Journalist, Cherry Park

Author Bio ▼

Cherry Park is an experienced freelance journalist and reporter who specializes in features, news, and news analysis, in print and online. She has written extensively in the areas of health and safety, fire safety, employment, HR, recruitment, rewards, pay and benefits, market research, environment, and metallurgy, and she also conducts research.
January 15, 2014


State of Physical Access Trend Report 2024

Latest UK Fire Prosecutions: Roundup

Tragedy averted

The former owner of a care home in Cheshire was given a 12-month suspended prison sentence after pleading guilty to three breaches of the Regulatory Reform (Fire Safety) Order (RRO) 2005. Chester Crown Court heard about a serious fire at the care home in 2010 during which six elderly residents had to be rescued from the first floor.

Richard Dickinson, owner of the Rangemore Nursing Home, was also ordered to carry out 200 hours of unpaid work and pay costs of GB pound 68,362. The judge praised the fire service for averting what could have been a major tragedy.

Care-home residents abandoned

Staff at a Liverpool nursing home put their own safety before that of elderly residents when a fire broke out in October 2012, a court has heard. When an electrical fault sparked fire at the St Michael’s Mount Nursing Home in October 2012 they left residents in their rooms as they made their escape.

Two residents, aged 85 and 98, were treated for smoke inhalation, one in hospital. Merseyside Fire and Rescue Service prosecuted the home’s owners, Michael Hanlon and James Mutch, who pleaded guilty to seven breaches of fire regulations, including: not having an effective fire-alarm system or appropriate risk assessment or fire evacuation plan; having wedged-open, defective fire doors; and having blocked emergency exits.

The pair were fined a total of GB pound 44,000, plus GB pound 4,000 costs.

No chance of escape

The unlicensed landlord of a three-storey, six-bedroom house he rented to students was fined GB pound 10,000 plus GB pound 825 in costs for not ensuring tenants’ safety. Michael Hiett pleaded guilty to running a house in multiple occupation (HMO) without a permit and to eight other safety offences.

Liverpool magistrates heard that the front, back, and bedroom doors were fitted with key-operated locks that could have impeded escape in the event of a fire, and neither the gas boiler, nor any electrical equipment, had been safety-checked.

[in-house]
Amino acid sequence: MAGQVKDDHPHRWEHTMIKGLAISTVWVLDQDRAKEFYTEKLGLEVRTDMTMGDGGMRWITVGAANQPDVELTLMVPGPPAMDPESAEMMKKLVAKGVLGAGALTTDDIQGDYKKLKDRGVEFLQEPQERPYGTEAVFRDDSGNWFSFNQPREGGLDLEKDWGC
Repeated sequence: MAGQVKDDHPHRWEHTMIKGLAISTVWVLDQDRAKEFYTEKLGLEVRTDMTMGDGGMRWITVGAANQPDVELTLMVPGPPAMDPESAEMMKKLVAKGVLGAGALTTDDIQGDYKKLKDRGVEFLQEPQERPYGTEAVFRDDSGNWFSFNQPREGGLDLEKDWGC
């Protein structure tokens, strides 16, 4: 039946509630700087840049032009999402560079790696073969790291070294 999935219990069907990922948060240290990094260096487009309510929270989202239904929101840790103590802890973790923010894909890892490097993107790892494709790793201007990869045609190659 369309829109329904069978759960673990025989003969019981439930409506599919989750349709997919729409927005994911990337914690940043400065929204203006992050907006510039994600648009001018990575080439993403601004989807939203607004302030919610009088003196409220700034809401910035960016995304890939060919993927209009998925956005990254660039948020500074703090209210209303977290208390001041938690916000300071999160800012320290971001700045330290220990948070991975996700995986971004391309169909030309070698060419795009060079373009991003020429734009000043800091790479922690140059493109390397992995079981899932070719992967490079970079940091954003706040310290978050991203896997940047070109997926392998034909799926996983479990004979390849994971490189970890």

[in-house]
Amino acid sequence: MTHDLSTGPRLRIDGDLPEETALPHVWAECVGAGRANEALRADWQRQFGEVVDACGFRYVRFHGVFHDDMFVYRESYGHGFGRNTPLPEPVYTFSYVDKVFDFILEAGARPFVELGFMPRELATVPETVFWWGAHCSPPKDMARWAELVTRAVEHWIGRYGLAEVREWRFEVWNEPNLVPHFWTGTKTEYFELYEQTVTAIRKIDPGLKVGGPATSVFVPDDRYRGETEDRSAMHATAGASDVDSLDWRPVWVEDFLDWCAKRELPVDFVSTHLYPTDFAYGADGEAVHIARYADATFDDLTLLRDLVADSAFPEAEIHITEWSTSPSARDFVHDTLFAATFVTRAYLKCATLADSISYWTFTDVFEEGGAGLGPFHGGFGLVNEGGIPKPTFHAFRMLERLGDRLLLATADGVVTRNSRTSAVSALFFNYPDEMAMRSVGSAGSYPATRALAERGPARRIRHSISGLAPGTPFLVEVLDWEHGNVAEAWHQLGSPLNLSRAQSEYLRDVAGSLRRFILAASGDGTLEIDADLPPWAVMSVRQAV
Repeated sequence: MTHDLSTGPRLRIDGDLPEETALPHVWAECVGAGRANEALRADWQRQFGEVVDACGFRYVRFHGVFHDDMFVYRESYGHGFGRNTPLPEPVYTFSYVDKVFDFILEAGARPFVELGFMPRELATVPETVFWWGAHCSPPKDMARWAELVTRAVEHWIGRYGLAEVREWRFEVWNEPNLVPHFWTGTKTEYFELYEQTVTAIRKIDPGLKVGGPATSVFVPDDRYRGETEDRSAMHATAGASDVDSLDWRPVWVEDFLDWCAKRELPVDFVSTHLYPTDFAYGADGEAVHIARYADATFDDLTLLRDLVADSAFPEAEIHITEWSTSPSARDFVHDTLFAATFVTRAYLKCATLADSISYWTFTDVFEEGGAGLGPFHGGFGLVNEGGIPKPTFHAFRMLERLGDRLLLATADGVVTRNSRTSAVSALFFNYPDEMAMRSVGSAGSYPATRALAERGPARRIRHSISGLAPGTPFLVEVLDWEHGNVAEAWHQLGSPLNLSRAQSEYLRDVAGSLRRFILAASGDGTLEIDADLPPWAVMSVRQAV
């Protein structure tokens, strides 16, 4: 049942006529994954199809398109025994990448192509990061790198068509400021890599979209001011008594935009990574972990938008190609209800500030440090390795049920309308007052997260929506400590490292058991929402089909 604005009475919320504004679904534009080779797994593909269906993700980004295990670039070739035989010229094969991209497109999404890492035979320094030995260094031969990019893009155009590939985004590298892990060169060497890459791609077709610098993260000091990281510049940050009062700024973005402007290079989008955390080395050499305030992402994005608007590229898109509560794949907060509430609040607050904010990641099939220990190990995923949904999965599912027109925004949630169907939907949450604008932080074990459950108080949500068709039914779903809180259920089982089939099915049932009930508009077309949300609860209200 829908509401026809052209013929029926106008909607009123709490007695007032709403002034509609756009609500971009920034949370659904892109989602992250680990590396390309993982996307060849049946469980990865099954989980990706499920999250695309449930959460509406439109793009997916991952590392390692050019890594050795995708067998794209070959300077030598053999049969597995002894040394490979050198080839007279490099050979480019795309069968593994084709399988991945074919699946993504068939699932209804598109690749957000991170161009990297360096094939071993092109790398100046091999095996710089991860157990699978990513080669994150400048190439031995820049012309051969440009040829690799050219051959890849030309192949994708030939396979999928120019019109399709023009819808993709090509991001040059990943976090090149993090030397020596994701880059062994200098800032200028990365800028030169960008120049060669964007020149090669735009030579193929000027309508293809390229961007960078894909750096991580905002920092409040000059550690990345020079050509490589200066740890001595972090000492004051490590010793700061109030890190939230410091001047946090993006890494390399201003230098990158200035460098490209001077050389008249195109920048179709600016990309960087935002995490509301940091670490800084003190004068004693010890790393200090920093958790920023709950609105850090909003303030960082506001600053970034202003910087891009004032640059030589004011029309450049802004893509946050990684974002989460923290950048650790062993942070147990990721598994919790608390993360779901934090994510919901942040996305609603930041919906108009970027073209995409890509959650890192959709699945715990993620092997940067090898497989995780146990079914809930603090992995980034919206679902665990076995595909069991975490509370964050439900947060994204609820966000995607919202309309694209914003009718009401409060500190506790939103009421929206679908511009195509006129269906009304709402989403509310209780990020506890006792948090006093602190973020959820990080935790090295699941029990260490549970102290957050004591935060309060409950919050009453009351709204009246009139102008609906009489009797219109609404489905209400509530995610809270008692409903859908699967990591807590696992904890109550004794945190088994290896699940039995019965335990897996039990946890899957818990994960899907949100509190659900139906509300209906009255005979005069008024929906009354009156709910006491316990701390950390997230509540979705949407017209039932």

District Judge Wynn Jones said the potential for significant harm was extremely high, as it was unlikely, in the event of a fire, that students could escape.

No fire-risk assessment

Another landlord running an unlicensed HMO was fined GB pound 12,520 after pleading guilty to four offences under the RRO. London Fire Brigade identified several fire-safety breaches after being called to the three-storey house in Muswell Hill, North London, that had been divided into nine separate flats.

The Brigade found poorly maintained and fitted fire doors, no working fire-alarm system or emergency lighting, and no fire-risk assessment — a legal requirement under the RRO.

Covered-over smoke alarms

In a third landlord prosecution, a Peterborough letting agent had to pay more than GB pound 14,000 for running yet another unlicensed HMO, which had a faulty fire-alarm system, broken or covered-over smoke alarms so tenants could have smoked in their rooms, and a fire-escape route blocked with filthy rubbish and bed-bug-infested beds.

Shahnawaz Lal, sole director of Haris properties and responsible for managing the overcrowded and illegal property, appeared before Peterborough Magistrates. The fire service installed temporary fire protection in the property, whose many tenants — many of them drug users — slept across 11 rooms, including in cupboards and the boiler room.

Obstructing a fire inspector

In a more unusual case, a landlord was prosecuted by Mid and West Wales Fire and Rescue Authority under article 27 of the RRO for repeatedly failing, without reasonable excuse, to respond to the service’s requests for information on whether he had complied with a 2011 Enforcement Notice.

Hubert Nicholls was fined GB pound 500 and ordered to pay GB pound 3,000 in costs for the offence.

David Phillips, head of business fire safety at Mid and West Wales Fire and Rescue Service, said: “Failure to comply without reasonable excuse to lawful enquiries being made by the Service’s Business Fire Safety Department were a serious matter and the Service would not hesitate in bringing prosecutions against owners of businesses who did not comply with fire safety law”.

Illegal waste burning

A company and its director were in the dock after waste was burnt illegally on the estate of a 13th century, Grade II-listed country house in Nottinghamshire. The fire created a plume of smoke that was visible from the M1 motorway over a mile away.

Firefighters were concerned that smoke from the fire, which contained plastic and waste-construction materials, might compromise visibility on nearby roads and potentially harm human health.

East Midlands Developments, the owners of Annesley Hall Estate, was fined GB pound 7,000 plus GB pound 8,000 costs, while its director Stephen Rye was told to pay more than GB pound 1,600 in fines and costs.

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Plus, we explore the growing risks of lithium-ion battery fires and hear from experts in disability evacuation and social housing.

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